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- Dubai 05:23 06:41 12:10 15:09 17:32 18:50
Joining a swarm of Saudis taking to social media on Friday, veteran news broadcaster Abdullah al-Shihri said he would have preferred not to deliver the official announcement that King Abdullah was dead.
"I did not wish to announce this news," said Shihri, who wore a dark robe and traditional shemagh head covering to deliver the announcement from the royal court.
"May God have mercy on Abdullah bin Abdulaziz. Sincere prayers for his successor and crown prince," he wrote.
The ailing Abdullah died early Friday aged about 90, after almost a decade on the throne.
Many Saudis took to the Internet to praise the deceased monarch but some, including campaigners for free speech and women's right to drive, were less flattering.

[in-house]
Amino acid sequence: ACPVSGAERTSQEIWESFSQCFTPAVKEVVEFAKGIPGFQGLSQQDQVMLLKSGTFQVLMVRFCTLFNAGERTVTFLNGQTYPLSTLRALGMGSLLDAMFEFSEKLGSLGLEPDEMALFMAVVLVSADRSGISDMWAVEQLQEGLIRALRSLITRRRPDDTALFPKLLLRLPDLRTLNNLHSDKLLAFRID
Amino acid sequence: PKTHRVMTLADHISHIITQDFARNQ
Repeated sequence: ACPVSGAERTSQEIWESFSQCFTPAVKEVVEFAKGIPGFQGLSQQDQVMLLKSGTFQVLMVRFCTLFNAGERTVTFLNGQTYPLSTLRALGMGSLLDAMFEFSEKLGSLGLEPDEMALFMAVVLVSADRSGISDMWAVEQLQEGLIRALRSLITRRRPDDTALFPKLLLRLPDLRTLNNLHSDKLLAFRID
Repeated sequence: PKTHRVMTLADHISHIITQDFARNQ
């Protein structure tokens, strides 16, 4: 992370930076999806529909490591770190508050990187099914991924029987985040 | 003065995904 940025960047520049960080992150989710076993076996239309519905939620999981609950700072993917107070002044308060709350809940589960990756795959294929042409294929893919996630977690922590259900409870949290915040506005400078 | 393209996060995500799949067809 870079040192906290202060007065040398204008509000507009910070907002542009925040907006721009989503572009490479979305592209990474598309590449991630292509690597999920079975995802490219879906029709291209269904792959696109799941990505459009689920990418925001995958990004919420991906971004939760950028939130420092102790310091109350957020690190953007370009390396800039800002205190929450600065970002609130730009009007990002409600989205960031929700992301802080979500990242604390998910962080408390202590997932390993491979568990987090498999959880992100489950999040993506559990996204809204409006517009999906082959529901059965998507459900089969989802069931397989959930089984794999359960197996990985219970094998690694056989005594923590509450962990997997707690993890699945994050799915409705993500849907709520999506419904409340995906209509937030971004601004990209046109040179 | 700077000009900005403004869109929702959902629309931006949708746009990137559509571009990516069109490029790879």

Abdullah was "loved by the Saudi people and the entire Muslim population. We did not lose a king today, we all lost a father", Ameera Al Taweel said in one of thousands of Twitter messages.
Saudi Army News, an official account, expressed condolences and said: "This Twitter account will stop tweeting for three days in mourning of King Abdullah bin Abdulaziz al-Saud, may God rest his soul".
Many tweeted a hadith, or saying of the Prophet Mohammed (Peace Be Upon Him), that death on a Friday means that one's life ended well.
Some talked of the development Abdullah fostered in the kingdom.
"Spending was generous and golden projects in all regions," wrote Naif al-Qarni.
Saudi Arabia, with a population of about 29 million including around 20 million Saudis, is the only country where women are not allowed to drive.
Abdullah had challenged conservatives with moves such as including women in the Shura Council, an advisory body.
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